And now, a dose of good news. In a new book that will put the
gloom-and-doom industry out of business, the Cato Institute says
more human progress has been achieved in the last 100 years than in
all of the previous centuries combined.
No matter what the variable-life expectancy, wealth, leisure time,
education, safety, gender and racial equality, freedom-the world is
a vastly better place today than it was a century ago, say
co-authors Stephen Moore and the late Julian Simon in It's
Getting Better all the Time: 100 Greatest Trends of the Last 100
Here are just a few of the ways the human condition has improved
dramatically over the last 100 years:
- The average life expectancy in 1900 was 47 years. Today it is
77, and rising.
- The infant-mortality rate has dropped from 1 in 10 to 1 in
- "Poor" Americans today have routine access to a quality of
housing, food, health care, consumer products, entertainment,
communications and transportation that even the Vanderbilts,
Carnegies and Rockefellers could only dream of.
- A farmer a century ago could produce only one-hundredth of what
his counterpart is capable of growing and harvesting
- In the 19th century, almost all teenagers toiled in factories
or fields. Now, 9 in 10 attend high school.
- Today's Americans have three times more leisure time than their
- The price of food relative to wages has plummeted: In the early
part of this century the average American had to work two hours to
earn enough to purchase a chicken, compared with 20 minutes
- The authors have compiled hundreds of similar statistics to
show that life really is better and brighter. Measured against
perfection, there will always be room for progress. But measured
against the past, the changes have been quantum leaps.
Two factors make this news even better. "Never before have quality
of life improvements been spread to virtually every segment of the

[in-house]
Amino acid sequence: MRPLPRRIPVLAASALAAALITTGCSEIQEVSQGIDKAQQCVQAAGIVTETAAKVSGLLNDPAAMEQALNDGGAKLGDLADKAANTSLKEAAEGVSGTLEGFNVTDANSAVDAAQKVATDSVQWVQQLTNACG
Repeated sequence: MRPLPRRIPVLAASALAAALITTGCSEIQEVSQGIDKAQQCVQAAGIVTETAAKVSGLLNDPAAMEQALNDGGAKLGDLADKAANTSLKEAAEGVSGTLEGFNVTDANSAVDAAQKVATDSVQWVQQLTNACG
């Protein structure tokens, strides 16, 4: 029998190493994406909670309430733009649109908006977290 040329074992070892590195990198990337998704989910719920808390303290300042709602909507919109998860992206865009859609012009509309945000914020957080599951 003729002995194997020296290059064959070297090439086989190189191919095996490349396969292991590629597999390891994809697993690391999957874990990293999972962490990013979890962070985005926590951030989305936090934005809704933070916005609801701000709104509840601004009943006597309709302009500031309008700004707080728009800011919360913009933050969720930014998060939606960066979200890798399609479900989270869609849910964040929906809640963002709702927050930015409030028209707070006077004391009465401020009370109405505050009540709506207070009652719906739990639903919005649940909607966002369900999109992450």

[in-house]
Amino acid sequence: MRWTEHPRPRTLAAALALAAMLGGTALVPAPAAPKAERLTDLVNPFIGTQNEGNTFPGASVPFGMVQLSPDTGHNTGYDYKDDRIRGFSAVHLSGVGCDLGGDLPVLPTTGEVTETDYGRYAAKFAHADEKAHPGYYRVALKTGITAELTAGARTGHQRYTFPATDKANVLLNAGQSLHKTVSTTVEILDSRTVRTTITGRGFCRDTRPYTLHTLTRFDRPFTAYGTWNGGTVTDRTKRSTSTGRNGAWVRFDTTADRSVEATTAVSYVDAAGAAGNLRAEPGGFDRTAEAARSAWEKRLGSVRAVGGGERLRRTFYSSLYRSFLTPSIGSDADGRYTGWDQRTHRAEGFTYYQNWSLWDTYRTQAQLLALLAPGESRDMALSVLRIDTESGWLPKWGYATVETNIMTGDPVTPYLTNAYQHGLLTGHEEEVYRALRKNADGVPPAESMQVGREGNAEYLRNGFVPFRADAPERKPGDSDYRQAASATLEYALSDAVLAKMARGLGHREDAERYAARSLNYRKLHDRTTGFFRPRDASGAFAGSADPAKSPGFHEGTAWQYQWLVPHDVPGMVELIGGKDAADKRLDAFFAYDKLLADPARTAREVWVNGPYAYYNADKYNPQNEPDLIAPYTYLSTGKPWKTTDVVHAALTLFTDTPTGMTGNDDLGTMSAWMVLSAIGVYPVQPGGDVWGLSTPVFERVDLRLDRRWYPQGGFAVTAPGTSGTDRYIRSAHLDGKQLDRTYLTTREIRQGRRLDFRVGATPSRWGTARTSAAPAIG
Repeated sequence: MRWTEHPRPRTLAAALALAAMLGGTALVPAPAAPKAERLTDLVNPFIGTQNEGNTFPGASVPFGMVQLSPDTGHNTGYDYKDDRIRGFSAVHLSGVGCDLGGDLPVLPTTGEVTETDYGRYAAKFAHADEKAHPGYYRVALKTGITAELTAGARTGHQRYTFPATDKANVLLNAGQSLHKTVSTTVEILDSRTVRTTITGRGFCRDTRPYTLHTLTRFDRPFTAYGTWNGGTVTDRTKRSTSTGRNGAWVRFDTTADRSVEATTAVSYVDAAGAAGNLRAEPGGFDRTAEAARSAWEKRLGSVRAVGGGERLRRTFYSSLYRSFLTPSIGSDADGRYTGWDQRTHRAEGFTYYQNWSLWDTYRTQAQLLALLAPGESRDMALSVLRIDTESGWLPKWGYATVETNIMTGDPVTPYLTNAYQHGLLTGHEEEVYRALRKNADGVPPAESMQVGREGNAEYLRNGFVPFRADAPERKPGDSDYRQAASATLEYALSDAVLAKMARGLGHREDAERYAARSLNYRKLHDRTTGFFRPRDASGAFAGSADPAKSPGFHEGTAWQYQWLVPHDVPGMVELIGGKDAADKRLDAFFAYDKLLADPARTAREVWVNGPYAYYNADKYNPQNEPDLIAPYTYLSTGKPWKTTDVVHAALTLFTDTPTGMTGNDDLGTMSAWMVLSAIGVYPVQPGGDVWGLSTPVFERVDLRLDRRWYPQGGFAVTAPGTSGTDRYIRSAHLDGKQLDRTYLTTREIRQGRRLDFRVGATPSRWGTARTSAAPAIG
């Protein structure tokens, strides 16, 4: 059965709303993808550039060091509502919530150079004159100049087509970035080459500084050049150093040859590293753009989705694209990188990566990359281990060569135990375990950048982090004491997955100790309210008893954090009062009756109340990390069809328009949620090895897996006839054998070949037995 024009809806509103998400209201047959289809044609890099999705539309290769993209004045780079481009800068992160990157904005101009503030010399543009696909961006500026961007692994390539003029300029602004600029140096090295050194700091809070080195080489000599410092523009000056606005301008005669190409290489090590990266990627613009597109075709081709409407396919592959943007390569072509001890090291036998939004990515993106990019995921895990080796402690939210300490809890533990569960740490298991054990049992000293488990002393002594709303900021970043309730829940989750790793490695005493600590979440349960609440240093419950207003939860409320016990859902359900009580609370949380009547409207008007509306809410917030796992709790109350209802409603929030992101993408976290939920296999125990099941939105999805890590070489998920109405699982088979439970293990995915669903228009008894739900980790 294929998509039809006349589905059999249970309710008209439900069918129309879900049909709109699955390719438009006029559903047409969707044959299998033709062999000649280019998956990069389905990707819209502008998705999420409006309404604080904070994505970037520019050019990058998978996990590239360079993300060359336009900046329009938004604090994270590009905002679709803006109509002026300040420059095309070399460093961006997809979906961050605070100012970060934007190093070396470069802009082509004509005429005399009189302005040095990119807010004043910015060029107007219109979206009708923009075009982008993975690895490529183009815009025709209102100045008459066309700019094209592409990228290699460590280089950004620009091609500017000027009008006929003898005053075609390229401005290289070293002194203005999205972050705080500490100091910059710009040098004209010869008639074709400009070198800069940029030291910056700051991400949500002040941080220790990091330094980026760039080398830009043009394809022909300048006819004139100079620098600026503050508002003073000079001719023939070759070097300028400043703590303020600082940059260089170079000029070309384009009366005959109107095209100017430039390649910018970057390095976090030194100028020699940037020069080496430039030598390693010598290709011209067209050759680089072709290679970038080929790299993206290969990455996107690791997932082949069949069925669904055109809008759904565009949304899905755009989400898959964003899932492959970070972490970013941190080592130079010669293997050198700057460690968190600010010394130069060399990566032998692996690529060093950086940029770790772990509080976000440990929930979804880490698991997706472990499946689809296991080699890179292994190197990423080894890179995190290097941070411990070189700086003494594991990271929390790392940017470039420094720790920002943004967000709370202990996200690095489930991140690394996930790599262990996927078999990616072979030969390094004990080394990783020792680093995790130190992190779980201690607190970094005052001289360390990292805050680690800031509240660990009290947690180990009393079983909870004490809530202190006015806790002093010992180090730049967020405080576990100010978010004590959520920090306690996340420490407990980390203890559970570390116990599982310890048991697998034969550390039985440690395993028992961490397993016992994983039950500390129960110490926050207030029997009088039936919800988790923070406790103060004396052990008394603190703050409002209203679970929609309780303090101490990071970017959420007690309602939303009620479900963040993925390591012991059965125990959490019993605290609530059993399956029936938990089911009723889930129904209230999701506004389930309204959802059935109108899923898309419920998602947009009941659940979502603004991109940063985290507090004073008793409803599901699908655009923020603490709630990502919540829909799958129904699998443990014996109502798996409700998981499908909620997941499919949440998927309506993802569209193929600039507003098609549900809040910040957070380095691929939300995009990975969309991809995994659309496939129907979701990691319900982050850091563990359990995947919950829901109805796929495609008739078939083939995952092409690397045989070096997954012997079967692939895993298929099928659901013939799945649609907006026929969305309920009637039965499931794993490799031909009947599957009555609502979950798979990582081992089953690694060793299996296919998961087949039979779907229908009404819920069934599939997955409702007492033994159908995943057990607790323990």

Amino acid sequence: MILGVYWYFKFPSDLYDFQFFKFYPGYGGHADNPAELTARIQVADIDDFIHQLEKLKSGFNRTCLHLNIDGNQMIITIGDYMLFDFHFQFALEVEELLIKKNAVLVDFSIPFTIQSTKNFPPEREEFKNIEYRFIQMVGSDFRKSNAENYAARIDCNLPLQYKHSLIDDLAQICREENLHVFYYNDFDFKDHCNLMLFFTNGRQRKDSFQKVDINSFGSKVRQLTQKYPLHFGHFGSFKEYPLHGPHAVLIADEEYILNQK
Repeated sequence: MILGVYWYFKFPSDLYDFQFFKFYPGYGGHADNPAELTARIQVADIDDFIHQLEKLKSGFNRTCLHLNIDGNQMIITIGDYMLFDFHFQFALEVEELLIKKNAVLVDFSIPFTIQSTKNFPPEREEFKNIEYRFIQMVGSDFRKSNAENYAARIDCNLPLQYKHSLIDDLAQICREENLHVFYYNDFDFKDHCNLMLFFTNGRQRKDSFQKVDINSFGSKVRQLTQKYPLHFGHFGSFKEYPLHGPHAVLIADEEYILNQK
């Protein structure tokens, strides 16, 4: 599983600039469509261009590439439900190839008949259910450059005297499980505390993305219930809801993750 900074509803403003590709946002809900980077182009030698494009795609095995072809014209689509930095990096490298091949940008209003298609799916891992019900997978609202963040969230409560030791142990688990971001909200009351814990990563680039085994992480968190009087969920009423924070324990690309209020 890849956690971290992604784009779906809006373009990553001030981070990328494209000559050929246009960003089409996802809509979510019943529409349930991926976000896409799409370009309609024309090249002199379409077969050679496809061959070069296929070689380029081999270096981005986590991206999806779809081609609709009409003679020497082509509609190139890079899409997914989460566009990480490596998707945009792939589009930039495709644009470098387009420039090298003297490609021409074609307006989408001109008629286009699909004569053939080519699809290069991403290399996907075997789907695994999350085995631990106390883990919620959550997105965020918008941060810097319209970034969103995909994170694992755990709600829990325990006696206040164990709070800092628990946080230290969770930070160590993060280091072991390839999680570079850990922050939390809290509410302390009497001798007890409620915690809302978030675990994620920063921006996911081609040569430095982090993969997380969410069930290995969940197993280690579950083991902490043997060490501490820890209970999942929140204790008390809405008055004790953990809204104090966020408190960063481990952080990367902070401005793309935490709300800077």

population as has happened in the United States in this century,"
the authors point out. Because natural resources have become
increasingly available throughout history, and because productivity
keeps increasing, there is apparently "no fixed limit on our
resources in the future," they note. "There are limits at any
moment, but the limits continually expand, and constrain us less
with each passing generation."
Of course, if things are so great, why do we hear so much bad news?
False scares and junk science are partly to blame, but the media
also play a role in shaping people's perceptions. In 1998, the
authors point out, there was not a single commercial airline crash
despite the hundreds of thousands of commercial flights and
billions of air passenger-miles traveled. While there was no major
news coverage of this amazing record, the media devoted weeks of
coverage to the 1999 crash of an Egyptian airliner. This focus on
the bad lets us forget how much is good about life in modern
The biggest question of all though is why so much of the progress
of the past 100 years has originated in America. Moore and Simon
provide a simple but compelling answer: "The unique American
formula of individual liberty and free enterprise has cultivated
risk taking, experimentation, innovation, and scientific
exploration on a grand scale that has never occurred anywhere